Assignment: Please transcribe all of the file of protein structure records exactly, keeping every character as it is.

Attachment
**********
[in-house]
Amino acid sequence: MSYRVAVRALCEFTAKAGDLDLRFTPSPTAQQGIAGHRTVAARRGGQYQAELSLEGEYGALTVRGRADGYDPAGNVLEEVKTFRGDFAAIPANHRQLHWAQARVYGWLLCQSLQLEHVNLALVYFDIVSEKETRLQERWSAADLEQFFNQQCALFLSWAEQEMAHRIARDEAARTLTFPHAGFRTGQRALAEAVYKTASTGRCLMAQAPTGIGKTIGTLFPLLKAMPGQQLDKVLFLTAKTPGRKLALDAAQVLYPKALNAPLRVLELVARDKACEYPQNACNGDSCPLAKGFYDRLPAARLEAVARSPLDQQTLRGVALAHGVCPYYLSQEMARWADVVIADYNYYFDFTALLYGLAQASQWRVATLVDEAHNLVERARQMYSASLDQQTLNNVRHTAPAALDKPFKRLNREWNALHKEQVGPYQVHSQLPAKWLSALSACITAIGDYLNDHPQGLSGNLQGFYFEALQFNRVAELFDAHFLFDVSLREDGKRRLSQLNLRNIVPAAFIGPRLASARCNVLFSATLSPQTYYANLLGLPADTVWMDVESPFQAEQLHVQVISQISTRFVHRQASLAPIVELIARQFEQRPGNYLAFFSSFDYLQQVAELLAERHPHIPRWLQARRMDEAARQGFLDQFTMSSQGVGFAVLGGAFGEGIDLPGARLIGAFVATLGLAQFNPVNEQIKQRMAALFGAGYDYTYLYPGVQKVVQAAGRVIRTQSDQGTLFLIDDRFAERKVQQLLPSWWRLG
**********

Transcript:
[in-house]
Amino acid sequence: MSYRVAVRALCEFTAKAGDLDLRFTPSPTAQQGIAGHRTVAARRGGQYQAELSLEGEYGALTVRGRADGYDPAGNVLEEVKTFRGDFAAIPANHRQLHWAQARVYGWLLCQSLQLEHVNLALVYFDIVSEKETRLQERWSAADLEQFFNQQCALFLSWAEQEMAHRIARDEAARTLTFPHAGFRTGQRALAEAVYKTASTGRCLMAQAPTGIGKTIGTLFPLLKAMPGQQLDKVLFLTAKTPGRKLALDAAQVLYPKALNAPLRVLELVARDKACEYPQNACNGDSCPLAKGFYDRLPAARLEAVARSPLDQQTLRGVALAHGVCPYYLSQEMARWADVVIADYNYYFDFTALLYGLAQASQWRVATLVDEAHNLVERARQMYSASLDQQTLNNVRHTAPAALDKPFKRLNREWNALHKEQVGPYQVHSQLPAKWLSALSACITAIGDYLNDHPQGLSGNLQGFYFEALQFNRVAELFDAHFLFDVSLREDGKRRLSQLNLRNIVPAAFIGPRLASARCNVLFSATLSPQTYYANLLGLPADTVWMDVESPFQAEQLHVQVISQISTRFVHRQASLAPIVELIARQFEQRPGNYLAFFSSFDYLQQVAELLAERHPHIPRWLQARRMDEAARQGFLDQFTMSSQGVGFAVLGGAFGEGIDLPGARLIGAFVATLGLAQFNPVNEQIKQRMAALFGAGYDYTYLYPGVQKVVQAAGRVIRTQSDQGTLFLIDDRFAERKVQQLLPSWWRLG